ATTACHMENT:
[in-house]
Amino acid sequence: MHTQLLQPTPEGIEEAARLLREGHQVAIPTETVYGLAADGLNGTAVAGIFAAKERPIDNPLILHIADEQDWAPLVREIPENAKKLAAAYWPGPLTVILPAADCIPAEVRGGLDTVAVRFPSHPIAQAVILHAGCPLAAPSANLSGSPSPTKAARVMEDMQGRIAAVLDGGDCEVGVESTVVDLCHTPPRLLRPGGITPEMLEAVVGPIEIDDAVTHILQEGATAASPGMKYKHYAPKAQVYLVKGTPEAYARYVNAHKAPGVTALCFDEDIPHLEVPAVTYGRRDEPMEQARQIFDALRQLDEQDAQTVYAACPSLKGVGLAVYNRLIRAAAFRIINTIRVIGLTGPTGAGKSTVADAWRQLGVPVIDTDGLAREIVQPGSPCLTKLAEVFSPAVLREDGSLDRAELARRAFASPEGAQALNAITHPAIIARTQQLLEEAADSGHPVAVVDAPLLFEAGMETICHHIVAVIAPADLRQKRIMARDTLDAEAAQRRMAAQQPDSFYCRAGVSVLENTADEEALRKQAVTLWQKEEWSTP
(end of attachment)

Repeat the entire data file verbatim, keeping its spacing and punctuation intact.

[in-house]
Amino acid sequence: MHTQLLQPTPEGIEEAARLLREGHQVAIPTETVYGLAADGLNGTAVAGIFAAKERPIDNPLILHIADEQDWAPLVREIPENAKKLAAAYWPGPLTVILPAADCIPAEVRGGLDTVAVRFPSHPIAQAVILHAGCPLAAPSANLSGSPSPTKAARVMEDMQGRIAAVLDGGDCEVGVESTVVDLCHTPPRLLRPGGITPEMLEAVVGPIEIDDAVTHILQEGATAASPGMKYKHYAPKAQVYLVKGTPEAYARYVNAHKAPGVTALCFDEDIPHLEVPAVTYGRRDEPMEQARQIFDALRQLDEQDAQTVYAACPSLKGVGLAVYNRLIRAAAFRIINTIRVIGLTGPTGAGKSTVADAWRQLGVPVIDTDGLAREIVQPGSPCLTKLAEVFSPAVLREDGSLDRAELARRAFASPEGAQALNAITHPAIIARTQQLLEEAADSGHPVAVVDAPLLFEAGMETICHHIVAVIAPADLRQKRIMARDTLDAEAAQRRMAAQQPDSFYCRAGVSVLENTADEEALRKQAVTLWQKEEWSTP